Sunday, May 9, 2010

Hiking At 10,000 Is Not For Sissies And Other Lessons

My kids on top of Haleakala

My husband and I learned a few lessons this past Christmas during our surprise Christmas trip to Maui. We decided to surprise our kids (15 and 12) with the gift of a trip. Barry and I had been to Hawaii once before but I was barely pregnant with our first child, nauseous and hormonal. Barry had just torn his ACL ligament playing church league basketball and was on crutches. It is amazing how many people will push past someone on crutches to board an airplane. I guess they thought Barry was faking so he could board early. By the time we arrived in Hawaii near midnight, I was worn out and hungry. I started crying. I'm sure Barry was thinking about ditching me and finding someone else to take to the hotel. Overall, we had a good time but it was definitely not our best trip. There was a now legendary incident with a breakfast burrito on the flight home but in the interest of marital harmony, I can't repeat it.

Back to the present. On Christmas morning our kids opened a strange package with a plastic whale, leis and a guide book. Grace was immediatley thrilled when she figured it out but Cameron's face fell. Lesson number #1: your 15 yr. old son may not be happy to leave his first girlfriend for a week when they have plans for New Year's Eve. I was beginning to wonder if there was some sort of curse over us going to Hawaii but by the afternoon he allowed himself to perk up.

Indeed by the time we got to Maui, both kids were excited and having fun. Still, my son did text his girlfriend over 200 times a day but managed not to be obnoxious about it. (Lesson for you with younger kids: don't ever consider anything but unlimited texting plans.)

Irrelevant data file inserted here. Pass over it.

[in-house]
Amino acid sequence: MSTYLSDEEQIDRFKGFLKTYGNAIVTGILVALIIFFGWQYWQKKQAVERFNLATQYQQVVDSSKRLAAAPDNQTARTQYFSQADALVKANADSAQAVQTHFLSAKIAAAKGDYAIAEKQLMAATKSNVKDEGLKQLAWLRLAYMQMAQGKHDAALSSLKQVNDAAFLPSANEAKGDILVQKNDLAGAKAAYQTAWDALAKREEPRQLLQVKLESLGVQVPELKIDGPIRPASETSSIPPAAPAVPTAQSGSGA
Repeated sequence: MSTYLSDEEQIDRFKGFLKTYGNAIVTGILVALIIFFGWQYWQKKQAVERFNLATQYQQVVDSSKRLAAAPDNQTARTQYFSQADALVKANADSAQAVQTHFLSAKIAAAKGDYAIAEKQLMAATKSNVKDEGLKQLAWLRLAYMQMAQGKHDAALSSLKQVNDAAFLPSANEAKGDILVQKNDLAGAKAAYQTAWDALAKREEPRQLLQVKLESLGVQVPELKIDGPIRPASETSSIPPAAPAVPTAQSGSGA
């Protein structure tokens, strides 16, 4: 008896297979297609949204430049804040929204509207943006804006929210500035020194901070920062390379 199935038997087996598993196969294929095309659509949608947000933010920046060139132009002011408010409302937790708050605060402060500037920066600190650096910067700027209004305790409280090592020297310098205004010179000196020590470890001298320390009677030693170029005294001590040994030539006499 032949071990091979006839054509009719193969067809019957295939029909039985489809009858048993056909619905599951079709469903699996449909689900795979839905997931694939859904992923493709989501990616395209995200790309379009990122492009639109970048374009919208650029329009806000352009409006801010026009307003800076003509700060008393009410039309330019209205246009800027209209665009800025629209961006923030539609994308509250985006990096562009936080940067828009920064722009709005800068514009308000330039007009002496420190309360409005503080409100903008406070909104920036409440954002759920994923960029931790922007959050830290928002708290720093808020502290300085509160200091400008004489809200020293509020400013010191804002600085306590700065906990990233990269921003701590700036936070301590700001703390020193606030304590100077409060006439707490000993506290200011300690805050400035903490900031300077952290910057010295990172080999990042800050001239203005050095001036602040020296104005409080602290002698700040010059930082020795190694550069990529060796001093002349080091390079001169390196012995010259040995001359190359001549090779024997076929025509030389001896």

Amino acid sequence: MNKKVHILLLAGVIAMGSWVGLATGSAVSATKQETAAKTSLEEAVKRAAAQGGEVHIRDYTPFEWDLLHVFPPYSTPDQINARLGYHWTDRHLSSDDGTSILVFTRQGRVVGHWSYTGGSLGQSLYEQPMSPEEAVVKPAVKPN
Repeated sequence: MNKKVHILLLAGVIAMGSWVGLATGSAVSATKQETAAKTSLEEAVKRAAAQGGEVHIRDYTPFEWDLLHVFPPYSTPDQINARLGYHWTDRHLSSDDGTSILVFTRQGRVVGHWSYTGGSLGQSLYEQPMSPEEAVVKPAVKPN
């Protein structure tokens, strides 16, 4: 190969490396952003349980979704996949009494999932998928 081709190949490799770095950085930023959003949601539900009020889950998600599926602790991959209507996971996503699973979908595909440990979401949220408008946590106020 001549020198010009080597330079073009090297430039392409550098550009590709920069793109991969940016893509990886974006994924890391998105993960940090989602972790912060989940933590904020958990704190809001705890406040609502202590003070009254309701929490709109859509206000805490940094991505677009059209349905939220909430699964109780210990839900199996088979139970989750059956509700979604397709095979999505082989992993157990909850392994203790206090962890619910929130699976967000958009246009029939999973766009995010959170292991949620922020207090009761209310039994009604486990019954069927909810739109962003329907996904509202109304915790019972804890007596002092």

One day we drove to the top of Haleakala, a dormant volcano, to hike and see the views. Lesson #2: when a friend who has been to Haleakala in November tells you it will be cold at the top, listen to him, because it will still be cold in December and probably all year round. We thought that since we'd be at the top in the afternoon, the day would have warmed up. Very wrong. We were all wearing shorts and sweatshirts but the wind is wicked at 10,000 feet and you are above the clouds. We weren't going to miss exploring the volcano just because we were cold so we set out to hike a ways into the crater. Going down was not bad; after we got past the edge, the wind seemed less severe and the view was amazing. It was like being on Mars. Then the time came to turn around and hike out. Lesson #3: hiking at 10,000 feet is not for sissies. Almost immediately my chest began to hurt. Badly. I was going to die. The air is very different at 10,000 feet than it is at sea level where I live. The wind was now blowing in my face and my ears started hurting, despite my hood. To make matters worse, my nose began to run and I had no kleenex. Great. I was going to die up here and when the rescuers found me, I'd have a snotty face and dirty shoes and ankles from all the dust on the trail. Not the way I pictured my last moments at all. So I wiped my nose on my sleeve. It was that or drip. Lesson #4: a good mother carries kleenex and water when hiking; they come in handy. Of course, my children were not suffering at all. My daughter was bounding up the trail like a mountain goat, my son not far behind. I hated them at that moment for not suffering with me.

Maui really is a beautiful place and we did enjoy ourselves. We went whale watching, snorkeling and to a luau where we ate poi and squid. We ate great fish every day and even some of the best Mexican food I've ever had. Strange that I have to go to Hawaii for great Mexican but as a foodie, I seek out good food where ever it is to be found. Our last lesson: it is possible to have a great time with your teen aged children.

Having a great time with our kids - priceless

No comments:

Post a Comment